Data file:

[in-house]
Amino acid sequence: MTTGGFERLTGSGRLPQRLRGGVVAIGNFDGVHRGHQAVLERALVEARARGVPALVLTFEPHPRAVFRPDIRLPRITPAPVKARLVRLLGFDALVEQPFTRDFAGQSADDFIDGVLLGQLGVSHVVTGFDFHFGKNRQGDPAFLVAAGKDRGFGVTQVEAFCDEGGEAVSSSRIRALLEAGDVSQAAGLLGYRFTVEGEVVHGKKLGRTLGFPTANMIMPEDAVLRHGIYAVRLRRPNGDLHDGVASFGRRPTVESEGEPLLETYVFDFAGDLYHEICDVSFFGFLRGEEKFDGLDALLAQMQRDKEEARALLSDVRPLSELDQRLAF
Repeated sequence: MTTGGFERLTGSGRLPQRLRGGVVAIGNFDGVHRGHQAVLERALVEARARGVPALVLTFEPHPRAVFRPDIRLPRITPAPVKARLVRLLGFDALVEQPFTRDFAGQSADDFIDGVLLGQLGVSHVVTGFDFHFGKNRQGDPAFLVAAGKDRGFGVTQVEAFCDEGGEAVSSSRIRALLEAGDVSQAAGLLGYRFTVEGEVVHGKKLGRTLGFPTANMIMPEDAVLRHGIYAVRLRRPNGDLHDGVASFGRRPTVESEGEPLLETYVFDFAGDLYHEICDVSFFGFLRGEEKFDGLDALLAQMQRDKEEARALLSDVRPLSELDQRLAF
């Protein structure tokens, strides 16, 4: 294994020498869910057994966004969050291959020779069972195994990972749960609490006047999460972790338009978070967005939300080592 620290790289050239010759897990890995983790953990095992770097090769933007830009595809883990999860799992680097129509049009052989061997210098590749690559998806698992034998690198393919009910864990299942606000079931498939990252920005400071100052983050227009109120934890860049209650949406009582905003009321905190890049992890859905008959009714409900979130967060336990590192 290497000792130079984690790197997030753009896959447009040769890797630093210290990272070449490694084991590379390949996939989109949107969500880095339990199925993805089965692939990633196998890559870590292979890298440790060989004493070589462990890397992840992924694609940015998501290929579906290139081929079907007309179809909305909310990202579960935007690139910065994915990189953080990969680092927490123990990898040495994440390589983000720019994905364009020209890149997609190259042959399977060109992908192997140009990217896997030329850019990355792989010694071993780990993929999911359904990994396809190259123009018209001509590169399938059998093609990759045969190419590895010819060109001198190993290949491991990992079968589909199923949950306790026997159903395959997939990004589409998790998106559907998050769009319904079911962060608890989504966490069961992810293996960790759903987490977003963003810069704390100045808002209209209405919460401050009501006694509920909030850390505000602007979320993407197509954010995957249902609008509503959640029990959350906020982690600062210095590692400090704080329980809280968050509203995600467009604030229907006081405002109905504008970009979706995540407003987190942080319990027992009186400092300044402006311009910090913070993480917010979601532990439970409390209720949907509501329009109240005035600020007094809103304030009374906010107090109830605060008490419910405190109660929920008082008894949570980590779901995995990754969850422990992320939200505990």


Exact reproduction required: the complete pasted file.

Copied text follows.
[in-house]
Amino acid sequence: MTTGGFERLTGSGRLPQRLRGGVVAIGNFDGVHRGHQAVLERALVEARARGVPALVLTFEPHPRAVFRPDIRLPRITPAPVKARLVRLLGFDALVEQPFTRDFAGQSADDFIDGVLLGQLGVSHVVTGFDFHFGKNRQGDPAFLVAAGKDRGFGVTQVEAFCDEGGEAVSSSRIRALLEAGDVSQAAGLLGYRFTVEGEVVHGKKLGRTLGFPTANMIMPEDAVLRHGIYAVRLRRPNGDLHDGVASFGRRPTVESEGEPLLETYVFDFAGDLYHEICDVSFFGFLRGEEKFDGLDALLAQMQRDKEEARALLSDVRPLSELDQRLAF
Repeated sequence: MTTGGFERLTGSGRLPQRLRGGVVAIGNFDGVHRGHQAVLERALVEARARGVPALVLTFEPHPRAVFRPDIRLPRITPAPVKARLVRLLGFDALVEQPFTRDFAGQSADDFIDGVLLGQLGVSHVVTGFDFHFGKNRQGDPAFLVAAGKDRGFGVTQVEAFCDEGGEAVSSSRIRALLEAGDVSQAAGLLGYRFTVEGEVVHGKKLGRTLGFPTANMIMPEDAVLRHGIYAVRLRRPNGDLHDGVASFGRRPTVESEGEPLLETYVFDFAGDLYHEICDVSFFGFLRGEEKFDGLDALLAQMQRDKEEARALLSDVRPLSELDQRLAF
């Protein structure tokens, strides 16, 4: 294994020498869910057994966004969050291959020779069972195994990972749960609490006047999460972790338009978070967005939300080592 620290790289050239010759897990890995983790953990095992770097090769933007830009595809883990999860799992680097129509049009052989061997210098590749690559998806698992034998690198393919009910864990299942606000079931498939990252920005400071100052983050227009109120934890860049209650949406009582905003009321905190890049992890859905008959009714409900979130967060336990590192 290497000792130079984690790197997030753009896959447009040769890797630093210290990272070449490694084991590379390949996939989109949107969500880095339990199925993805089965692939990633196998890559870590292979890298440790060989004493070589462990890397992840992924694609940015998501290929579906290139081929079907007309179809909305909310990202579960935007690139910065994915990189953080990969680092927490123990990898040495994440390589983000720019994905364009020209890149997609190259042959399977060109992908192997140009990217896997030329850019990355792989010694071993780990993929999911359904990994396809190259123009018209001509590169399938059998093609990759045969190419590895010819060109001198190993290949491991990992079968589909199923949950306790026997159903395959997939990004589409998790998106559907998050769009319904079911962060608890989504966490069961992810293996960790759903987490977003963003810069704390100045808002209209209405919460401050009501006694509920909030850390505000602007979320993407197509954010995957249902609008509503959640029990959350906020982690600062210095590692400090704080329980809280968050509203995600467009604030229907006081405002109905504008970009979706995540407003987190942080319990027992009186400092300044402006311009910090913070993480917010979601532990439970409390209720949907509501329009109240005035600020007094809103304030009374906010107090109830605060008490419910405190109660929920008082008894949570980590779901995995990754969850422990992320939200505990």